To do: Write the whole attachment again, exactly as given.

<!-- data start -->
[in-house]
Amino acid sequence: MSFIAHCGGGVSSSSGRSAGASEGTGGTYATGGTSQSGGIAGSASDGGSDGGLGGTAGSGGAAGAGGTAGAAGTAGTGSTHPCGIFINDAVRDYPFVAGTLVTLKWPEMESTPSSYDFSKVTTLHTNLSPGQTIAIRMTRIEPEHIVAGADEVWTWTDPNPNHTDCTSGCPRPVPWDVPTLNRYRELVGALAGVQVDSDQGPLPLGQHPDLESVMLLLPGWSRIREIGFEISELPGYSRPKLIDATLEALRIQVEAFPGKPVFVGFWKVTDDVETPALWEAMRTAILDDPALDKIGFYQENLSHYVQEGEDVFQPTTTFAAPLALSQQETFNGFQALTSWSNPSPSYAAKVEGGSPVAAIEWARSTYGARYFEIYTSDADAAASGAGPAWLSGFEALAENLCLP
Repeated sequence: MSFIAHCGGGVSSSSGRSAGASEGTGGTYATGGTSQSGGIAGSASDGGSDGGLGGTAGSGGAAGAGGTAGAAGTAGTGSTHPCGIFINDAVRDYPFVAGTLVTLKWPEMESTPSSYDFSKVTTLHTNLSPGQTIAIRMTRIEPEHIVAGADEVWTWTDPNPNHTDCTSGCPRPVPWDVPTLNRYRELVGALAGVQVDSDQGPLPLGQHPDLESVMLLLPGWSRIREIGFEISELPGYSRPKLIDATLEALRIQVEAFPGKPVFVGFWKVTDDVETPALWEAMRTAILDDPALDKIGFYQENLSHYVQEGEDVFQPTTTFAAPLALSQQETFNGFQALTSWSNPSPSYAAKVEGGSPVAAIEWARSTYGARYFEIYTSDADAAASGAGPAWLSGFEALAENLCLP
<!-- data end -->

[in-house]
Amino acid sequence: MSFIAHCGGGVSSSSGRSAGASEGTGGTYATGGTSQSGGIAGSASDGGSDGGLGGTAGSGGAAGAGGTAGAAGTAGTGSTHPCGIFINDAVRDYPFVAGTLVTLKWPEMESTPSSYDFSKVTTLHTNLSPGQTIAIRMTRIEPEHIVAGADEVWTWTDPNPNHTDCTSGCPRPVPWDVPTLNRYRELVGALAGVQVDSDQGPLPLGQHPDLESVMLLLPGWSRIREIGFEISELPGYSRPKLIDATLEALRIQVEAFPGKPVFVGFWKVTDDVETPALWEAMRTAILDDPALDKIGFYQENLSHYVQEGEDVFQPTTTFAAPLALSQQETFNGFQALTSWSNPSPSYAAKVEGGSPVAAIEWARSTYGARYFEIYTSDADAAASGAGPAWLSGFEALAENLCLP
Repeated sequence: MSFIAHCGGGVSSSSGRSAGASEGTGGTYATGGTSQSGGIAGSASDGGSDGGLGGTAGSGGAAGAGGTAGAAGTAGTGSTHPCGIFINDAVRDYPFVAGTLVTLKWPEMESTPSSYDFSKVTTLHTNLSPGQTIAIRMTRIEPEHIVAGADEVWTWTDPNPNHTDCTSGCPRPVPWDVPTLNRYRELVGALAGVQVDSDQGPLPLGQHPDLESVMLLLPGWSRIREIGFEISELPGYSRPKLIDATLEALRIQVEAFPGKPVFVGFWKVTDDVETPALWEAMRTAILDDPALDKIGFYQENLSHYVQEGEDVFQPTTTFAAPLALSQQETFNGFQALTSWSNPSPSYAAKVEGGSPVAAIEWARSTYGARYFEIYTSDADAAASGAGPAWLSGFEALAENLCLP